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    Home > Food News > Nutrition News > New research shows that humans have amazing 'nutritive intelligence'

    New research shows that humans have amazing 'nutritive intelligence'

    • Last Update: 2022-05-26
    • Source: Internet
    • Author: User
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    Pioneering research has revealed what drives people's basic food preferences, suggesting that our choices may be smarter than previously thought, influenced by specific nutrients, not just the calories we need
    .

    The international study, led by the University of Bristol in the UK, aimed to re-examine and test the widely accepted idea that humans evolved to prefer energy-dense foods and that our diets simply consist of eating a variety of different foods balance
    .
    Contrary to this belief, the findings suggest that people appear to be "nutritively savvy," where food choices are made in part to meet our vitamin and mineral needs and avoid nutritional deficiencies

    .

    "Our findings are important and quite surprising," said the study's lead author, Jeff Brunnstrom, a professor of experimental psychology.
    "

    For the first time in nearly a century, we show that humans are more complex in their food choices.
    , seems to be choosing based on specific micronutrients, rather than simply eating everything and getting what they need

    .
    "

    The paper, published in Appetite, Gives New Weight Bold research in the 1930s by American pediatrician, Dr.
    Clara Davis, put a group of 15 infants on a diet that allowed them to be "free," in other words, what they wanted to eat, from 33 different food items

    .
    While none of the children ate the same food combinations, they all achieved and maintained good health, which was seen as evidence of "nutritional wisdom

    .
    "

    Its findings were later scrutinized and criticized, but replicating Davis' research was impossible because this form of experimentation on infants is considered unethical today
    .
    So for nearly a century, no scientists have tried to find evidence of human nutritional intelligence -- an ability also found in other animals, such as sheep and rodents

    .

    To overcome these hurdles, Professor Brunnstrom's team has developed a new technique to measure preferences by showing people images of different combinations of fruits and vegetables, so that their choices can be analysed without would jeopardize their health or well-being
    .

    A total of 128 adults participated in both experiments
    .
    The first study showed that people prefer certain food combinations

    .
    For example, apples and bananas may be chosen more often than apples and blackberries

    .
    Notably, these preferences appear to be predicted by the amount of trace elements in a pair of fish and whether their combination provides a balance of different trace elements

    .
    To confirm this, they ran a second experiment with different foods, ruling out other explanations

    .

    To complement and cross-validate these findings, we looked at real diet mixes reported in the UK National Diet and Nutrition Survey
    .
    Again, these data suggest that the way people combine meals increases dietary micronutrient intake

    .
    Specifically, components of popular British diets such as 'fish and chips' or 'curry and rice' appeared to provide a wider range of micronutrients than randomly generated meal combinations such as 'chips and curry'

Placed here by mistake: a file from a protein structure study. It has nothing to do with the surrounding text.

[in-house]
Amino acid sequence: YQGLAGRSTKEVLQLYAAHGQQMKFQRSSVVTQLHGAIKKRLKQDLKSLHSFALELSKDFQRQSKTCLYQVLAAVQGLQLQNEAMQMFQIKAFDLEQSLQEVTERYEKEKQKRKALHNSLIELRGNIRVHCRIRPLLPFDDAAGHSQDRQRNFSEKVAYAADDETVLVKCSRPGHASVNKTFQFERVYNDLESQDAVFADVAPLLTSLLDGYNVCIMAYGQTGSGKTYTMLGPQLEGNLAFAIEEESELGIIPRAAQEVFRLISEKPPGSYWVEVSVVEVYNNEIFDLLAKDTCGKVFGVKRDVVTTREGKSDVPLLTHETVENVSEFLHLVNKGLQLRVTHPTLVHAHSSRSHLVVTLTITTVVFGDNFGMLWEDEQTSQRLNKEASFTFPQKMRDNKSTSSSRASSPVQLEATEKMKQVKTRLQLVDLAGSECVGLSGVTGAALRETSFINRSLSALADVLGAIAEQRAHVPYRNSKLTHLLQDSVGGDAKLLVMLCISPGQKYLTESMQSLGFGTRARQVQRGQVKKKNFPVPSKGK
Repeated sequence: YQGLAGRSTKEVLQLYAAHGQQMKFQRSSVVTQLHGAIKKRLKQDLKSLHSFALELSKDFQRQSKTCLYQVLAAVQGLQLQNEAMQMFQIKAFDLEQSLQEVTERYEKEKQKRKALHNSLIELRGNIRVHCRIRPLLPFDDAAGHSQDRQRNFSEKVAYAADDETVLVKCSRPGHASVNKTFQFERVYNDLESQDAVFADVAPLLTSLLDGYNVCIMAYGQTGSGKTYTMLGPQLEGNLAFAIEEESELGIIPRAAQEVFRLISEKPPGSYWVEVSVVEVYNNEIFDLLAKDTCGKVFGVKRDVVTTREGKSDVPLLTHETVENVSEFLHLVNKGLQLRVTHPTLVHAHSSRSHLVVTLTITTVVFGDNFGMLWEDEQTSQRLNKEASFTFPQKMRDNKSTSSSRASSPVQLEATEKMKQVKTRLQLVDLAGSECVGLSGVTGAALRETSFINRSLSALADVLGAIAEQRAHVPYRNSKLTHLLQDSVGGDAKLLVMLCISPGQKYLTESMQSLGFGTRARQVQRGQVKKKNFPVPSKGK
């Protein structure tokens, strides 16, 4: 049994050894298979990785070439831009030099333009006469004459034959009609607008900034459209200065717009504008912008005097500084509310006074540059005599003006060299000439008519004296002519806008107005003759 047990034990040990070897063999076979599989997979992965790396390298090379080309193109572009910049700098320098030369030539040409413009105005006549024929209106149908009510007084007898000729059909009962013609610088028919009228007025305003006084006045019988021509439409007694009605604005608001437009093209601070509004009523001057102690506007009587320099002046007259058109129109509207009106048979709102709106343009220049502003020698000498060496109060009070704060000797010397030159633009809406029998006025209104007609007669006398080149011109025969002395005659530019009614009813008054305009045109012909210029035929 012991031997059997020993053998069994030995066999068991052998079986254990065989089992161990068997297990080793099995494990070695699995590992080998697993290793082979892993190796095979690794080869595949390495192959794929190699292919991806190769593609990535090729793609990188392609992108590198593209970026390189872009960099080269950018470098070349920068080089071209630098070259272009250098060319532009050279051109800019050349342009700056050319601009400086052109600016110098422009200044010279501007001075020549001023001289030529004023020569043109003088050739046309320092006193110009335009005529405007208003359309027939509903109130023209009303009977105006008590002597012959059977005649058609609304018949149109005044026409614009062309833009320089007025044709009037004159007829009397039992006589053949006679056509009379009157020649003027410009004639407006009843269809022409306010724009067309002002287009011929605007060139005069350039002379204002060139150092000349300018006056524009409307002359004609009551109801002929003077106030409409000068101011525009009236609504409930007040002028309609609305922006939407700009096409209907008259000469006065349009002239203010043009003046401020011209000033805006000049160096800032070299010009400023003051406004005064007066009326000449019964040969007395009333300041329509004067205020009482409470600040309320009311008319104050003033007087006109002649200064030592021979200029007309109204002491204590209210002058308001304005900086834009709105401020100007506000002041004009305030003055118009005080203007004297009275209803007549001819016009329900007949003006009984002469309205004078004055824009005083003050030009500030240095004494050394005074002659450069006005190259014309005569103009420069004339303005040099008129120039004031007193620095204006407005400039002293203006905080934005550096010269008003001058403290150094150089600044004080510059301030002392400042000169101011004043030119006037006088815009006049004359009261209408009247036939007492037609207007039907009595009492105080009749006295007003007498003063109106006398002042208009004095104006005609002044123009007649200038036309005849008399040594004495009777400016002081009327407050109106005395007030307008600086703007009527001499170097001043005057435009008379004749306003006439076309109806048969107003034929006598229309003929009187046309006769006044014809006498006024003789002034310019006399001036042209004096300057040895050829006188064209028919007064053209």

.

    Another striking aspect of this study is that it embodies an unusual type of collaboration
    .
    Professor Brunnstrom's co-author is Mark Schatzker, a journalist and author and a resident writer at the Yale-affiliated Center for Modern Diet and Physiology

    .
    In 2018, the duo spoke at the annual Florida Conference on Social Feeding Behavior Research, where Schatzker spoke about his book, The Dorito Effect, which examines how whole foods and processed foods taste altered, and the impact on health

    .

    Interestingly, the research of Professor Brunstrom and Mark Schatzker stemmed from a disagreement
    .

    Professor Brunnstrom explained: "I watched Mark's excellent talk where he challenged the accepted view among behavioural nutritionists that humans only seek calories in food
    .
    For example, he pointed out that fine wine, Rare spices and wild mushrooms are very popular, but they are a poor source of calories

    .

    "It was all fun, so I ended up going to see him and basically saying: 'Well told, but I think you might be wrong
    .
    Would you like to test it? This marks the beginning of this wonderful journey, which It turned out I was wrong

    .
    Humans are far from simple-minded generalists as previously thought, and seem to possess a keen intelligence when it comes to choosing a nutritious diet

    .
    "

    Mark Schatzker added: "This study raises important questions, especially in the modern food environment
    .
    For example, is our cultural fixation on fad diets (restricting or prohibiting the consumption of certain types of food) in a way that we don't Understanding in a way that disrupts or interferes with this eating "smart"?"

    "Research shows that animals use taste to direct the vitamins and minerals they need
    .
    If taste plays a similar role in humans, then we may be adding flavor to junk food like potato chips and fizzy drinks, Make them nutritionally 'lustrous

    .
    ' In other words, the food industry may turn our nutritional wisdom against us and cause us to eat foods we would normally avoid, leading to an obesity epidemic

    .
    "

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